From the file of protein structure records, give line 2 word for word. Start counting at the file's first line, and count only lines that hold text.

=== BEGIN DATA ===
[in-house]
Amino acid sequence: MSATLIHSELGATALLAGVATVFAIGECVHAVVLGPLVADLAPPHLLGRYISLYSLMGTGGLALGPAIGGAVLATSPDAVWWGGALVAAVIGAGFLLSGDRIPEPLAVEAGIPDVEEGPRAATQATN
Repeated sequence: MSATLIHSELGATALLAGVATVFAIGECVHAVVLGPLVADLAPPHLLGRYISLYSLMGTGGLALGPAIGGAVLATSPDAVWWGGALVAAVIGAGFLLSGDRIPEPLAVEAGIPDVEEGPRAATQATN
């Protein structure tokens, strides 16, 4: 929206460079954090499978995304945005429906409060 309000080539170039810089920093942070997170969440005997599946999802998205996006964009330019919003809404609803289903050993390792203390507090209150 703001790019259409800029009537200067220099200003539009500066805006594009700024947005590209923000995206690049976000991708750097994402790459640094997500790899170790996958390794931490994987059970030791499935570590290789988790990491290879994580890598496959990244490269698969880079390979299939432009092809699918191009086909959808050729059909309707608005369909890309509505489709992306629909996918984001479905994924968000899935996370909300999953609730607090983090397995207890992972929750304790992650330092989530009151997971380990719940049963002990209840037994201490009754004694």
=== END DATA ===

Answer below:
Amino acid sequence: MSATLIHSELGATALLAGVATVFAIGECVHAVVLGPLVADLAPPHLLGRYISLYSLMGTGGLALGPAIGGAVLATSPDAVWWGGALVAAVIGAGFLLSGDRIPEPLAVEAGIPDVEEGPRAATQATN